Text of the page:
Section 135 emphasizes the enduring significance of Joseph Smith and his testimony. Joseph regarded himself as “obscure,” a “boy of no consequence” (Joseph Smith—History 1:23), but at age seventeen he received from an angel named Moroni the improbable news that “my name should be had for good and evil among all nations” (v. 33). In his own lifetime his name became known for good and evil in Nauvoo, in Illinois, in the United States, and now globally. However unlikely, Moroni’s prophecy has been fulfilled. Bostonian Josiah Quincy visited Joseph shortly before he went to Carthage. Quincy wrote that Joseph Smith was “born in the lowest ranks of poverty” and came of age “without book-learning and with the homeliest of all human names” and that by the end of his shortened life he had become “a power on earth.”2

It is not remarkable that a flawed teenage Joseph sought forgiveness in the woods and at his bedside, nor that he had to repent relentlessly and grow into his demanding calling, nor that he often felt frustrated at both himself and the Saints, nor that his testimony deeply touched the hearts of some and antagonized others, nor that it continues to do so. The remarkable thing about Joseph Smith, as section 135 emphasizes, is what he did. Who else has brought forth the equivalent of the Book of Mormon or the Doctrine and Covenants? Who else restored the fulness of the gospel of Jesus Christ? “He left a fame and a name,” no matter how plain, “that cannot be slain” (D&C 135:3). In every way he gave his life for the Lord’s work. What a life!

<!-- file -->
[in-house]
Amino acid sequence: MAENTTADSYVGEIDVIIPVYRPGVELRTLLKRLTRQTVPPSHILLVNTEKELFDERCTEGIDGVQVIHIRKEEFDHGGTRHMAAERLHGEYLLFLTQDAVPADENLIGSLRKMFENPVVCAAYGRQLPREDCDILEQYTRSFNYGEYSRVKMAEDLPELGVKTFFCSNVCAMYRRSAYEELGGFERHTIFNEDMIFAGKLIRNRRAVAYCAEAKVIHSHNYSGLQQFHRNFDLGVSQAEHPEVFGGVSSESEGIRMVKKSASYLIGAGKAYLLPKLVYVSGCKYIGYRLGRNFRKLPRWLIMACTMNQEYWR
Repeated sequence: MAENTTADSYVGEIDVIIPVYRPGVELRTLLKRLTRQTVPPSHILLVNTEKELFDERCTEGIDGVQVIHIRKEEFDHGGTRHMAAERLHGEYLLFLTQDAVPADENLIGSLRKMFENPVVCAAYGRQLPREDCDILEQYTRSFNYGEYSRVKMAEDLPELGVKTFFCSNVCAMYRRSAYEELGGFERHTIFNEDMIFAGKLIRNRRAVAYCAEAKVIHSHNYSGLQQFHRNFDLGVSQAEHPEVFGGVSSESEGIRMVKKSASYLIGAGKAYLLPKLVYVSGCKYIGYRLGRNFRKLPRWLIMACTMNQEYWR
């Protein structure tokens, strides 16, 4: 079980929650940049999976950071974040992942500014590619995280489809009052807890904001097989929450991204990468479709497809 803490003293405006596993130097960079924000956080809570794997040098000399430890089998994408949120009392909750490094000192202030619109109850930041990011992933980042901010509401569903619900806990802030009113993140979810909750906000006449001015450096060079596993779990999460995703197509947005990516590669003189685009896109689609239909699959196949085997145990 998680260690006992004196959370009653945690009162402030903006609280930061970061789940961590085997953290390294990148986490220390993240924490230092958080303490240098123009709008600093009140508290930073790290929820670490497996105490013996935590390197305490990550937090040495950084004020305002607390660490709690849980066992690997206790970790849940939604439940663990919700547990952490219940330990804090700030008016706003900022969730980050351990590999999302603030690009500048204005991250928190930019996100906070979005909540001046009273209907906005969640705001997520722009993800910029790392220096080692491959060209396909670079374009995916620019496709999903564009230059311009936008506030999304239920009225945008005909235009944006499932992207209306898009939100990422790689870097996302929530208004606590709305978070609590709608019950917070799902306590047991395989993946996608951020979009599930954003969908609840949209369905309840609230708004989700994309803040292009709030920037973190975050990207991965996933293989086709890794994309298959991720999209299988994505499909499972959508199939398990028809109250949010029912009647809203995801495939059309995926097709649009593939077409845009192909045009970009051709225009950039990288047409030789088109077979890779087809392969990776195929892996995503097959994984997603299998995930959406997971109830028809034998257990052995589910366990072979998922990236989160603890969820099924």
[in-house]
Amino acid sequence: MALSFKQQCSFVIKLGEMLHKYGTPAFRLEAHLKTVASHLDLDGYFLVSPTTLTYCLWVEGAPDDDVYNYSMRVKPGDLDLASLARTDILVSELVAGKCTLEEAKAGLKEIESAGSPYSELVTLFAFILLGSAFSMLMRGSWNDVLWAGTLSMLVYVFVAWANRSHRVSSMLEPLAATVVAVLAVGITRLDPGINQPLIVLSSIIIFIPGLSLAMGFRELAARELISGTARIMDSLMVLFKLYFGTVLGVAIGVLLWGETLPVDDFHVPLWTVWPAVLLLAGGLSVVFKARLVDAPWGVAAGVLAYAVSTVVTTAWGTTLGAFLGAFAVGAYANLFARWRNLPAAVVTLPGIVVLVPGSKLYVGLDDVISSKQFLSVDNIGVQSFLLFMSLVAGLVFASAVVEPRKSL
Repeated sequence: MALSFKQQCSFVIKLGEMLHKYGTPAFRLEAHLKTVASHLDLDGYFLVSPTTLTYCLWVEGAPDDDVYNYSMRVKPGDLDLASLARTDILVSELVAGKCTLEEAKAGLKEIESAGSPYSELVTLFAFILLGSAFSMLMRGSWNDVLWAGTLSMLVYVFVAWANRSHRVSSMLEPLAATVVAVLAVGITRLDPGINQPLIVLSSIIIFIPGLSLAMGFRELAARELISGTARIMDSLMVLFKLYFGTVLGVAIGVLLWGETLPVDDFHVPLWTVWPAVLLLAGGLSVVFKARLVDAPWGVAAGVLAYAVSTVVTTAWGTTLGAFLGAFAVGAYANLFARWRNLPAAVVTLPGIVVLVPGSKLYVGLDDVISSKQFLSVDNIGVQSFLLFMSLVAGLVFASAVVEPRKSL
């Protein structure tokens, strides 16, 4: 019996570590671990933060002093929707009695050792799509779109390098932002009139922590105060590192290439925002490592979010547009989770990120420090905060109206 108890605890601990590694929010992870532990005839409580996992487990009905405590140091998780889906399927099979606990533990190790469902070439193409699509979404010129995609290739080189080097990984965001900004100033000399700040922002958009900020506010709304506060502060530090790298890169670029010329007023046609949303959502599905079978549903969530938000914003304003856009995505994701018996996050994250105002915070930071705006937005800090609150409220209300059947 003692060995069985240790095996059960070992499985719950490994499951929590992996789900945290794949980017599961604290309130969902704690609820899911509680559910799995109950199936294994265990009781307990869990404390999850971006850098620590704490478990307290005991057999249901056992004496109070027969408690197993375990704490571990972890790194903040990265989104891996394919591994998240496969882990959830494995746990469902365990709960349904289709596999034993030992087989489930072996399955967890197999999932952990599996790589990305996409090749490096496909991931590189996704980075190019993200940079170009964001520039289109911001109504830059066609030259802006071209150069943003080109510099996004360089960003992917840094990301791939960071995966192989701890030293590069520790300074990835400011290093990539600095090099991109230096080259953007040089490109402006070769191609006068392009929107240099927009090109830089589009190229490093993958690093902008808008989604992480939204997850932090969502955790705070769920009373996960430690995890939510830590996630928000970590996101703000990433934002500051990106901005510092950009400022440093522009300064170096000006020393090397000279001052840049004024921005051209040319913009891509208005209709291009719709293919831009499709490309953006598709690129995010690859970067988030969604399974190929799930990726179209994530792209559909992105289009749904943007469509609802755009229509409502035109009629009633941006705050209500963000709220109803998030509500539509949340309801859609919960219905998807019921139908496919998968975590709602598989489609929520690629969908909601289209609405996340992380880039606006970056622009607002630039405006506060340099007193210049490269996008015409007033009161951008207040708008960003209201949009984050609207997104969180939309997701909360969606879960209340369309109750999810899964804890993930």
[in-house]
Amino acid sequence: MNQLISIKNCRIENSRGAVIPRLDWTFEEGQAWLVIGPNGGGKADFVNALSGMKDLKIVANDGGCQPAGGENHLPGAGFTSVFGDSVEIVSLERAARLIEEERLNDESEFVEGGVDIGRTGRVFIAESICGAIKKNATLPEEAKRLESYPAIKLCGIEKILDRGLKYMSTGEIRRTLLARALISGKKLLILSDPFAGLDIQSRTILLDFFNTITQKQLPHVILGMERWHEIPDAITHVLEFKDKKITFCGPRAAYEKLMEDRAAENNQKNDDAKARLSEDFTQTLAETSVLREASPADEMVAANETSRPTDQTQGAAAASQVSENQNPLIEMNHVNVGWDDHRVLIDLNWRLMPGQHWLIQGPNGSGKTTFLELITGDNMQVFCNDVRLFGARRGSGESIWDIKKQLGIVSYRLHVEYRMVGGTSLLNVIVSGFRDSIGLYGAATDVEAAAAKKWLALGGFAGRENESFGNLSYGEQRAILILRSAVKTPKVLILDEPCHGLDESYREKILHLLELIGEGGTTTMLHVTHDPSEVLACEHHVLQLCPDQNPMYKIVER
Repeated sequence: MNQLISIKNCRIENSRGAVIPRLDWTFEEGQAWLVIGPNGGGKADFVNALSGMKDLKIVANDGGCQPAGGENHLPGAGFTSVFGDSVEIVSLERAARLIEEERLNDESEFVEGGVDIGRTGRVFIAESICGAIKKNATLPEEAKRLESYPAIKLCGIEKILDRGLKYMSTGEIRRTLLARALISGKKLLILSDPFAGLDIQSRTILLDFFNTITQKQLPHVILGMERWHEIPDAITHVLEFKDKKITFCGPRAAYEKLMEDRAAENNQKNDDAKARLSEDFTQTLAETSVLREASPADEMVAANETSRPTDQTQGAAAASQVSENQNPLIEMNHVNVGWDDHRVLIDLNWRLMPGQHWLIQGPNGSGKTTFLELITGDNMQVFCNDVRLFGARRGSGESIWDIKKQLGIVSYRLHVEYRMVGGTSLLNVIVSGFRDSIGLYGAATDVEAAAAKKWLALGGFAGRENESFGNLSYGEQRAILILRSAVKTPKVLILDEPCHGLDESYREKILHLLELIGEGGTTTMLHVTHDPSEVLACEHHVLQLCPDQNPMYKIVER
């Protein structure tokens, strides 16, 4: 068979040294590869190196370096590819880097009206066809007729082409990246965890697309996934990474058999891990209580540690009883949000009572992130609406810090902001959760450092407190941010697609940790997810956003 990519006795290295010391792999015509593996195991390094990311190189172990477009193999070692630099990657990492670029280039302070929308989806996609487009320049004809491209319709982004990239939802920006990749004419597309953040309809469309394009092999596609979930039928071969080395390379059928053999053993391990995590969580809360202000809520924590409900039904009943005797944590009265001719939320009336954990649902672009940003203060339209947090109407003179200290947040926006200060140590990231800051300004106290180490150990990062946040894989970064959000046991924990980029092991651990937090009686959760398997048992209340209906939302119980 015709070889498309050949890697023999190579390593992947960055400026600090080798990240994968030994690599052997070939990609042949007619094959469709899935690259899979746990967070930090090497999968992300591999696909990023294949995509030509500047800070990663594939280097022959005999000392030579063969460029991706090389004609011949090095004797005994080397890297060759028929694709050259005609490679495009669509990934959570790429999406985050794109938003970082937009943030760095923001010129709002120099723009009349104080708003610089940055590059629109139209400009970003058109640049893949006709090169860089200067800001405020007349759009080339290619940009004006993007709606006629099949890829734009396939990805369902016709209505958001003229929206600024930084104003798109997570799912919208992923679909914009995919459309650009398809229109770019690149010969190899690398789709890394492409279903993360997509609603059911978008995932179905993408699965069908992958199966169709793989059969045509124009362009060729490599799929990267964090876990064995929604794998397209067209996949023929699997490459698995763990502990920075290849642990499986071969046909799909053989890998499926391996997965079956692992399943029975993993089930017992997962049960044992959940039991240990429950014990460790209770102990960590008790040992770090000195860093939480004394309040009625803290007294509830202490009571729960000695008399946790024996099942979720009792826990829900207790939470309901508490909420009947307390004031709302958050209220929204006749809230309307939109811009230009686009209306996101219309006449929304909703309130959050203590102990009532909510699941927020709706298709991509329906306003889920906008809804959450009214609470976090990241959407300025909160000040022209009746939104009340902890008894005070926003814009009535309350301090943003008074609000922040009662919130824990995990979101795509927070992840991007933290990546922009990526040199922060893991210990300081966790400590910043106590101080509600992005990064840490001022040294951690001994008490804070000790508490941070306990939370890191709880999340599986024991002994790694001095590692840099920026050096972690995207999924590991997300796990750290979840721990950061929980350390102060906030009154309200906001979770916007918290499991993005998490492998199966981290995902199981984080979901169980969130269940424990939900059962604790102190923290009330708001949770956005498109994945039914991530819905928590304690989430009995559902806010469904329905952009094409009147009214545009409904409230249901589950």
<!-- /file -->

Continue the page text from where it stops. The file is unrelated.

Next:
“Fanatics and imposters are living and dying every day,” Josiah Quincy wrote,

and their memory is buried with them; but the wonderful influence which this founder of a religion exerted and still exerts throws him into relief before us, not as a rogue to be criminated, but as a phenomenon to be explained. The most vital questions Americans are asking each other today have to do with this man and what he has left us.3

That is Joseph Smith’s significance and his appeal: he revealed the answers to the ultimate questions: Why am I here? Where did I come from? Where am I going? Is there purpose in life? What is the nature of people? Are individuals free agents or determined? What is the nature of the Savior’s atonement? Does it reach those who do not hear the gospel in mortality? And perhaps above all, what is the nature of God?